Updated October 23, 2017: New information reportedly confirms that Elliott Management has acquired a greater than 2% stake in Smith & Nephew.
Smith & Nephew's Chief Executive Officer, Olivier Bohuon, announced his intention to retire by the end of 2018 after seven years in the position. The Board is searching for his successor.
Mr. Bohuon's tenure includes SNN's acquisition of numerous entities, most notably ArthroCare in 2014, though also:
- LifeModeler, a provider of biomechanical human body simulation tools and services, 2012
- U.S. rights and assets for Zimmer's ZUK unicondylar knee, 2015
- Blue Belt Technologies, developer of the Navio surgical robotics-assistance system, 2016
- BST-CarGel cartilage repair product, also 2016
- And various distributors in geographic regions like Brazil, Columbia, Russia, Turkey, etc.
SNN was also itself the subject of multiple acquisition rumors from 2011 to the present, including reported overtures from Biomet, Johnson & Johnson, Medtronic and Stryker.
The rumor mill is turning again, fueled by reports that U.S. activist investor, Elliott Management, obtained a greater than 2% stake in SNN and may now be one of the company's top seven shareholders. (An activist investor, be it an individual or a group, buys up a public company's shares and may try to take seats on its board to push for change. Elliott Management is known as a particularly aggressive one.) Elliott would only need to declare its exact stake if it took more than 3% of SNN's shares.
New reports are also suggesting that Elliott wishes for Smith & Nephew to sell off portions of its business to become a more attractive acquisition target. On October 23, however, Smith & Nephew announced its purchase of Rotation Medical, developer of tissue regeneration technology for rotator cuff repair.
A change at the helm could lead to an openness for SNN to be purchased, particularly with the departure of Mr. Bohuon, who has voiced opposition to acquisition in the past. Analyst Mike Matson of Needham & Company suggests Stryker and Medtronic as possible candidates for that scenario.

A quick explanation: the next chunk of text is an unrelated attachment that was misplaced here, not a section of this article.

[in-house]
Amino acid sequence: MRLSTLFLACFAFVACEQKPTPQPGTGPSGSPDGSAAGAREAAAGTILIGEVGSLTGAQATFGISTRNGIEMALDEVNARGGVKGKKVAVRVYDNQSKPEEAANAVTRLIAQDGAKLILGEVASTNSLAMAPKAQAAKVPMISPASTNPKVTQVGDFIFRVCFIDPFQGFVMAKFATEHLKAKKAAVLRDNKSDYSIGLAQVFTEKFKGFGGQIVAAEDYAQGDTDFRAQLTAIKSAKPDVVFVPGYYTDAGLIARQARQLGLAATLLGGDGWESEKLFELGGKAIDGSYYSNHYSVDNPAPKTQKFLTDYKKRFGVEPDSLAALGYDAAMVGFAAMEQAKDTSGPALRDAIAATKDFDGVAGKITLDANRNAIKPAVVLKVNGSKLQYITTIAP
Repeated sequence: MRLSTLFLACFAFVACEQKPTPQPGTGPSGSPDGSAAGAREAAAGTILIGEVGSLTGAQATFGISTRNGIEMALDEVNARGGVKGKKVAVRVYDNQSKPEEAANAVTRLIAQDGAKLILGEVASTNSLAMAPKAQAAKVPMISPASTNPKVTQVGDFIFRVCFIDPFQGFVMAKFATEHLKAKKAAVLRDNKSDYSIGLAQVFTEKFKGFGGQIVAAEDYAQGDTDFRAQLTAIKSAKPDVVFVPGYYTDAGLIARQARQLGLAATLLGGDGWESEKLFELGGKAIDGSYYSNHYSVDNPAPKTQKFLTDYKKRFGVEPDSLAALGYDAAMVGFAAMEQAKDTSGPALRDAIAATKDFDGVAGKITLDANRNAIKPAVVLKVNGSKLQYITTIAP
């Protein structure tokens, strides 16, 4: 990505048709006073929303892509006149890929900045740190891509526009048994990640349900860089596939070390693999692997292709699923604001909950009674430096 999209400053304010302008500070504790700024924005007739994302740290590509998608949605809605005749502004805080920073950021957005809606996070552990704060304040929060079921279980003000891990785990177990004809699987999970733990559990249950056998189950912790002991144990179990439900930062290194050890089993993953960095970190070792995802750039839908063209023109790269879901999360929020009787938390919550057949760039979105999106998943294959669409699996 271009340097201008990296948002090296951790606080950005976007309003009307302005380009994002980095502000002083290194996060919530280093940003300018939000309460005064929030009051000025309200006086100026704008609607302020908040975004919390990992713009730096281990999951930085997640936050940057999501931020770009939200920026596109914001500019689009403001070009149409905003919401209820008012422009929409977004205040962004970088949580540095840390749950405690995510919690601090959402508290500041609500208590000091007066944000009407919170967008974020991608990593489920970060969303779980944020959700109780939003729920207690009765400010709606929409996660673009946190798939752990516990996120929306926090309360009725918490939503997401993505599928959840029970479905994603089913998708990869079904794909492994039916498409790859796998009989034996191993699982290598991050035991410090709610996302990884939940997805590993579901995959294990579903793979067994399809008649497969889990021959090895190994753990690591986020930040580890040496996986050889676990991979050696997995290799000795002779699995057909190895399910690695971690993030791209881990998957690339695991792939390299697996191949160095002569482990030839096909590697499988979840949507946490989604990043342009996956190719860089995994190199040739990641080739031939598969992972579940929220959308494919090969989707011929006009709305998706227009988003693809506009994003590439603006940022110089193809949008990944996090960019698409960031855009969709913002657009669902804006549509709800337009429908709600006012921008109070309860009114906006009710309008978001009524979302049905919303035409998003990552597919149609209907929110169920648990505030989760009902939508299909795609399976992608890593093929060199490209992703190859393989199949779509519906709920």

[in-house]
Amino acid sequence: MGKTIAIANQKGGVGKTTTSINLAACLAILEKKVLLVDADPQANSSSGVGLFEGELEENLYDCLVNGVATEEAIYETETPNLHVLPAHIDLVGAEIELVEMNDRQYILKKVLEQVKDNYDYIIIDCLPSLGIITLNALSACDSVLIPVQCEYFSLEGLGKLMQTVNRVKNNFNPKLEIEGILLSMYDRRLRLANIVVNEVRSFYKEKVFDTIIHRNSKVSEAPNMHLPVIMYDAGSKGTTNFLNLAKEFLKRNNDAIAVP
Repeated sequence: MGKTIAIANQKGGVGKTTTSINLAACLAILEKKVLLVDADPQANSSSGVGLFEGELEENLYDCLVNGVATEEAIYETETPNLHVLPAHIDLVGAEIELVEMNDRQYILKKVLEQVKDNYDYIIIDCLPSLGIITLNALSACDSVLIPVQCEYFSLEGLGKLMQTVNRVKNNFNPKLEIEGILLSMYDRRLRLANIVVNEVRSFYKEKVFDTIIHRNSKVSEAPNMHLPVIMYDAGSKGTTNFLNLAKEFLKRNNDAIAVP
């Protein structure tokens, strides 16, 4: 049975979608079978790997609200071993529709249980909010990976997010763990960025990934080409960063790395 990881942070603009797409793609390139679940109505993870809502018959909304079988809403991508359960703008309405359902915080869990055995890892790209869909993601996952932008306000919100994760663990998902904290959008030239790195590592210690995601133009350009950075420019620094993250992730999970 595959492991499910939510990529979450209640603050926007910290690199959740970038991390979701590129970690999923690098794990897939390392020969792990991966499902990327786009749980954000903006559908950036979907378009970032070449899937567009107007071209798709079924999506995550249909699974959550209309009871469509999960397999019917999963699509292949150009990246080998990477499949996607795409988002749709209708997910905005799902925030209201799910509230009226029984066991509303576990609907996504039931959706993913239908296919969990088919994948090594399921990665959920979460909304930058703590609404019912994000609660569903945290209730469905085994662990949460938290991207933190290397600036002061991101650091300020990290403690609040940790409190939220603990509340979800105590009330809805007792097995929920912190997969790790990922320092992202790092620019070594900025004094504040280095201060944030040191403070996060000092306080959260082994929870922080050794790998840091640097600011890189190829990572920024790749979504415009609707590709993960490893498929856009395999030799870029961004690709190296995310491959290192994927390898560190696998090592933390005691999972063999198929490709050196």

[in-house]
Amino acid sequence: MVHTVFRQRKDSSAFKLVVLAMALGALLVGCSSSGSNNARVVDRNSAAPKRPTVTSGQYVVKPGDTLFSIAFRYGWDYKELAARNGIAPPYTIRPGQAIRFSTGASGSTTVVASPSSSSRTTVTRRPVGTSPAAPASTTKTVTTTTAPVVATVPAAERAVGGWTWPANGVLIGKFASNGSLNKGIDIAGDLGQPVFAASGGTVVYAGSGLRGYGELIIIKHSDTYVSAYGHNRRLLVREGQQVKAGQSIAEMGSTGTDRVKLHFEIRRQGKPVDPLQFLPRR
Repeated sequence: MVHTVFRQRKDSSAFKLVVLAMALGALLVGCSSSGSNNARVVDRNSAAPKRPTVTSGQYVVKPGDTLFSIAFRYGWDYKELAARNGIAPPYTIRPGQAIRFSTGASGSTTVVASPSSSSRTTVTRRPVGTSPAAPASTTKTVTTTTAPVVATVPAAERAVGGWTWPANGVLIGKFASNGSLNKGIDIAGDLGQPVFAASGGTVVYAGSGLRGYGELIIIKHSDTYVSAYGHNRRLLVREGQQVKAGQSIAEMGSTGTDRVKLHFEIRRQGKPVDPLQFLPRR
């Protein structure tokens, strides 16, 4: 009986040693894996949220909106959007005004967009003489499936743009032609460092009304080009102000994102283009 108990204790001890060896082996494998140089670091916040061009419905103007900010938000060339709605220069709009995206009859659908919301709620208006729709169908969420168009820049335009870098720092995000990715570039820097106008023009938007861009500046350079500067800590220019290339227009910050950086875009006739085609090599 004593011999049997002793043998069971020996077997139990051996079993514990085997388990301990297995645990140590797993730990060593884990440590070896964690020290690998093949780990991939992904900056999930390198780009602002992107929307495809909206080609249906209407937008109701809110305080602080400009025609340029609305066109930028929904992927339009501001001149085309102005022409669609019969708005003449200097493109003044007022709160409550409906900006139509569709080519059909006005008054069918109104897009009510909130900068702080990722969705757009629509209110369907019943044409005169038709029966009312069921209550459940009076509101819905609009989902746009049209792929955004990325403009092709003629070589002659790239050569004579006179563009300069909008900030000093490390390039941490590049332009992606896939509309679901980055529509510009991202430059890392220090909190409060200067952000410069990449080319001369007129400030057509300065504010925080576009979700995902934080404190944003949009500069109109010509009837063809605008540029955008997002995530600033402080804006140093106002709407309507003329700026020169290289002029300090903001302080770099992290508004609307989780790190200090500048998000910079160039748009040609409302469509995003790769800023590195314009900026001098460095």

Medtronic has little orthopaedic overlap with SNN, and an acquisition would broaden its product breadth and solidify Medtronic as a full-service orthopaedic company. Medtronic would essentially take SNN’s ranking within the three market segments it plays, becoming #4 in joint reconstruction, #4 in trauma, #2 in arthroscopy/soft tissue.
In Stryker’s case, a SNN acquisition would make the company narrowly #2 to Zimmer Biomet in joint reconstruction, a commanding #2 behind DePuy Synthes in trauma and #1 in arthroscopy/soft tissue. Additionally, the acquisition would broaden Stryker’s international reach. SNN derives nearly half of its revenue from the U.S. and half from ex-U.S. markets, while Stryker derives more than 70% of its revenue from the U.S. (Rankings for each company are outlined in ORTHOPAEDIC DEVICE COMPANY PROFILES: THE TOP 5, a complimentary Member report.)
For 1H17, ORTHOWORLD estimated SNN's orthopaedic revenue at $1,660.9MM, rising +2.0% vs. 1H16, with growth deriving from NAVIO, Q-FIX shoulder repair, ULTRABUTTON knee repair, the TRIGEN INTERTAN hip fracture system and JOURNEY II total and LEGION revision knees.
Smith & Nephew will announce 3Q17 revenue on November 3.
Sources: Smith & Nephew plc; ORTHOWORLD estimates